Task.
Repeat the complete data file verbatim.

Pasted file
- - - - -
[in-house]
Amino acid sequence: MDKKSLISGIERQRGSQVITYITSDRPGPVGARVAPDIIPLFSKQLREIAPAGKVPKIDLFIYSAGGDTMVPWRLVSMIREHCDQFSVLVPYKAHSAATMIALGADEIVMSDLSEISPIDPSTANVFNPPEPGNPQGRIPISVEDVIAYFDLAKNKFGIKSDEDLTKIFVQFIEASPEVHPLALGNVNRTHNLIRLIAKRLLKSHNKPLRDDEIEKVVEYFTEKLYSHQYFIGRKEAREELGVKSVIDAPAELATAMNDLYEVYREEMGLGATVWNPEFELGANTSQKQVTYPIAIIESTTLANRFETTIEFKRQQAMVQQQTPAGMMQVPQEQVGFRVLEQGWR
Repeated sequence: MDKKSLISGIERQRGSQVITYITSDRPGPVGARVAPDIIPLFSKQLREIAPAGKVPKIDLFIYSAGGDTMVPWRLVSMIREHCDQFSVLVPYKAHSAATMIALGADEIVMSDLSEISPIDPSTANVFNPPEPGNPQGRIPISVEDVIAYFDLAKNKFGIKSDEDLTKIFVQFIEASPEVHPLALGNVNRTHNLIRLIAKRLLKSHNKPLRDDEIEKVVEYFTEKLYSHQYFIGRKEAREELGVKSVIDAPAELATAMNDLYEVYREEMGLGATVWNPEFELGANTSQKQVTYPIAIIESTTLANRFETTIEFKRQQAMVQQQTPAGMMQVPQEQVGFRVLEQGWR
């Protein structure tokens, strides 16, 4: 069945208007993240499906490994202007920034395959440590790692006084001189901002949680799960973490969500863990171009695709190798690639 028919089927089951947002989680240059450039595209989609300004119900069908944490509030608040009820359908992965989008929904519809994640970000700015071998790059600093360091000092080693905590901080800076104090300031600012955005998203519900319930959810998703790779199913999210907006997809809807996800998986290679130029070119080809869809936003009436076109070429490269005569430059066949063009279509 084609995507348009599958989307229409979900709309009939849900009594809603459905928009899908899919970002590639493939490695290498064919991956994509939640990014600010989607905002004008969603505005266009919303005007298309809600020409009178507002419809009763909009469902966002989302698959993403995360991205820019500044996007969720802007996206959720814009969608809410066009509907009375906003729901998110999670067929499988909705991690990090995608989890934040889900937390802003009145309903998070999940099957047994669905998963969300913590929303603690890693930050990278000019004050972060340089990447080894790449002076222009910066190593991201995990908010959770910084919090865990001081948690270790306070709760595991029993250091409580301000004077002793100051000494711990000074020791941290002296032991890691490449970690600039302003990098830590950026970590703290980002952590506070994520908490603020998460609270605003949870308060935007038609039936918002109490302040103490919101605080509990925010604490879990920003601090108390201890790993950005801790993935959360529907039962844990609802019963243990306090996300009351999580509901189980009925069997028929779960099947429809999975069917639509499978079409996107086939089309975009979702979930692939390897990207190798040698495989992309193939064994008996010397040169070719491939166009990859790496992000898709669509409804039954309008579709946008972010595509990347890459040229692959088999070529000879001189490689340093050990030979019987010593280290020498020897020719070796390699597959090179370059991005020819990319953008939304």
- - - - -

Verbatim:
[in-house]
Amino acid sequence: MDKKSLISGIERQRGSQVITYITSDRPGPVGARVAPDIIPLFSKQLREIAPAGKVPKIDLFIYSAGGDTMVPWRLVSMIREHCDQFSVLVPYKAHSAATMIALGADEIVMSDLSEISPIDPSTANVFNPPEPGNPQGRIPISVEDVIAYFDLAKNKFGIKSDEDLTKIFVQFIEASPEVHPLALGNVNRTHNLIRLIAKRLLKSHNKPLRDDEIEKVVEYFTEKLYSHQYFIGRKEAREELGVKSVIDAPAELATAMNDLYEVYREEMGLGATVWNPEFELGANTSQKQVTYPIAIIESTTLANRFETTIEFKRQQAMVQQQTPAGMMQVPQEQVGFRVLEQGWR
Repeated sequence: MDKKSLISGIERQRGSQVITYITSDRPGPVGARVAPDIIPLFSKQLREIAPAGKVPKIDLFIYSAGGDTMVPWRLVSMIREHCDQFSVLVPYKAHSAATMIALGADEIVMSDLSEISPIDPSTANVFNPPEPGNPQGRIPISVEDVIAYFDLAKNKFGIKSDEDLTKIFVQFIEASPEVHPLALGNVNRTHNLIRLIAKRLLKSHNKPLRDDEIEKVVEYFTEKLYSHQYFIGRKEAREELGVKSVIDAPAELATAMNDLYEVYREEMGLGATVWNPEFELGANTSQKQVTYPIAIIESTTLANRFETTIEFKRQQAMVQQQTPAGMMQVPQEQVGFRVLEQGWR
């Protein structure tokens, strides 16, 4: 069945208007993240499906490994202007920034395959440590790692006084001189901002949680799960973490969500863990171009695709190798690639 028919089927089951947002989680240059450039595209989609300004119900069908944490509030608040009820359908992965989008929904519809994640970000700015071998790059600093360091000092080693905590901080800076104090300031600012955005998203519900319930959810998703790779199913999210907006997809809807996800998986290679130029070119080809869809936003009436076109070429490269005569430059066949063009279509 084609995507348009599958989307229409979900709309009939849900009594809603459905928009899908899919970002590639493939490695290498064919991956994509939640990014600010989607905002004008969603505005266009919303005007298309809600020409009178507002419809009763909009469902966002989302698959993403995360991205820019500044996007969720802007996206959720814009969608809410066009509907009375906003729901998110999670067929499988909705991690990090995608989890934040889900937390802003009145309903998070999940099957047994669905998963969300913590929303603690890693930050990278000019004050972060340089990447080894790449002076222009910066190593991201995990908010959770910084919090865990001081948690270790306070709760595991029993250091409580301000004077002793100051000494711990000074020791941290002296032991890691490449970690600039302003990098830590950026970590703290980002952590506070994520908490603020998460609270605003949870308060935007038609039936918002109490302040103490919101605080509990925010604490879990920003601090108390201890790993950005801790993935959360529907039962844990609802019963243990306090996300009351999580509901189980009925069997028929779960099947429809999975069917639509499978079409996107086939089309975009979702979930692939390897990207190798040698495989992309193939064994008996010397040169070719491939166009990859790496992000898709669509409804039954309008579709946008972010595509990347890459040229692959088999070529000879001189490689340093050990030979019987010593280290020498020897020719070796390699597959090179370059991005020819990319953008939304």